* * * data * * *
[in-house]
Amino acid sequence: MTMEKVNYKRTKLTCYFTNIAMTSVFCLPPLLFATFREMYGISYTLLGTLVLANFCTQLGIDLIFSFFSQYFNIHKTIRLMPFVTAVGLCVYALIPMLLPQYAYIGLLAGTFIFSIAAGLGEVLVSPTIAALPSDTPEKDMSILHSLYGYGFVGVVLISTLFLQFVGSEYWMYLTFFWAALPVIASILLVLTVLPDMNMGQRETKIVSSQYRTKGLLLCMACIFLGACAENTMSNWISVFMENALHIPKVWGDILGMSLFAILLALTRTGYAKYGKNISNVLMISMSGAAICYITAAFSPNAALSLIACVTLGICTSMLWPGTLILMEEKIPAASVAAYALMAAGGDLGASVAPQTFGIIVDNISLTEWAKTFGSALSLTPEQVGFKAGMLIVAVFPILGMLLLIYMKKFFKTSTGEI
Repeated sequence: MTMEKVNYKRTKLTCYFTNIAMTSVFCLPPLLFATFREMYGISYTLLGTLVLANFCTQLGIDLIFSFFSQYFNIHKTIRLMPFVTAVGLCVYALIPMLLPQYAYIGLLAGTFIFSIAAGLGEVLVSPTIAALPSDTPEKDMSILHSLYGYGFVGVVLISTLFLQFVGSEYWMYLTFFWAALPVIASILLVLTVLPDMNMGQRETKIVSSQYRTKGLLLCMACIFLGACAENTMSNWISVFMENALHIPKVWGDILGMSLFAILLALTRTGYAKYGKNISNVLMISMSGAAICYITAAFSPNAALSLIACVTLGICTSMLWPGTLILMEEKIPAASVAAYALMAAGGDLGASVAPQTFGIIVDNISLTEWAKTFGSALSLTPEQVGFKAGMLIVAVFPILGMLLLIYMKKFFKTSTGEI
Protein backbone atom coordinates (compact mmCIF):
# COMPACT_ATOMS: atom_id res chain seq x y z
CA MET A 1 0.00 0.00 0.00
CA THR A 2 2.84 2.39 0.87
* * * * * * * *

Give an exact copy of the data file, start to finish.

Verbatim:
[in-house]
Amino acid sequence: MTMEKVNYKRTKLTCYFTNIAMTSVFCLPPLLFATFREMYGISYTLLGTLVLANFCTQLGIDLIFSFFSQYFNIHKTIRLMPFVTAVGLCVYALIPMLLPQYAYIGLLAGTFIFSIAAGLGEVLVSPTIAALPSDTPEKDMSILHSLYGYGFVGVVLISTLFLQFVGSEYWMYLTFFWAALPVIASILLVLTVLPDMNMGQRETKIVSSQYRTKGLLLCMACIFLGACAENTMSNWISVFMENALHIPKVWGDILGMSLFAILLALTRTGYAKYGKNISNVLMISMSGAAICYITAAFSPNAALSLIACVTLGICTSMLWPGTLILMEEKIPAASVAAYALMAAGGDLGASVAPQTFGIIVDNISLTEWAKTFGSALSLTPEQVGFKAGMLIVAVFPILGMLLLIYMKKFFKTSTGEI
Repeated sequence: MTMEKVNYKRTKLTCYFTNIAMTSVFCLPPLLFATFREMYGISYTLLGTLVLANFCTQLGIDLIFSFFSQYFNIHKTIRLMPFVTAVGLCVYALIPMLLPQYAYIGLLAGTFIFSIAAGLGEVLVSPTIAALPSDTPEKDMSILHSLYGYGFVGVVLISTLFLQFVGSEYWMYLTFFWAALPVIASILLVLTVLPDMNMGQRETKIVSSQYRTKGLLLCMACIFLGACAENTMSNWISVFMENALHIPKVWGDILGMSLFAILLALTRTGYAKYGKNISNVLMISMSGAAICYITAAFSPNAALSLIACVTLGICTSMLWPGTLILMEEKIPAASVAAYALMAAGGDLGASVAPQTFGIIVDNISLTEWAKTFGSALSLTPEQVGFKAGMLIVAVFPILGMLLLIYMKKFFKTSTGEI
Protein backbone atom coordinates (compact mmCIF):
# COMPACT_ATOMS: atom_id res chain seq x y z
CA MET A 1 0.00 0.00 0.00
CA THR A 2 2.84 2.39 0.87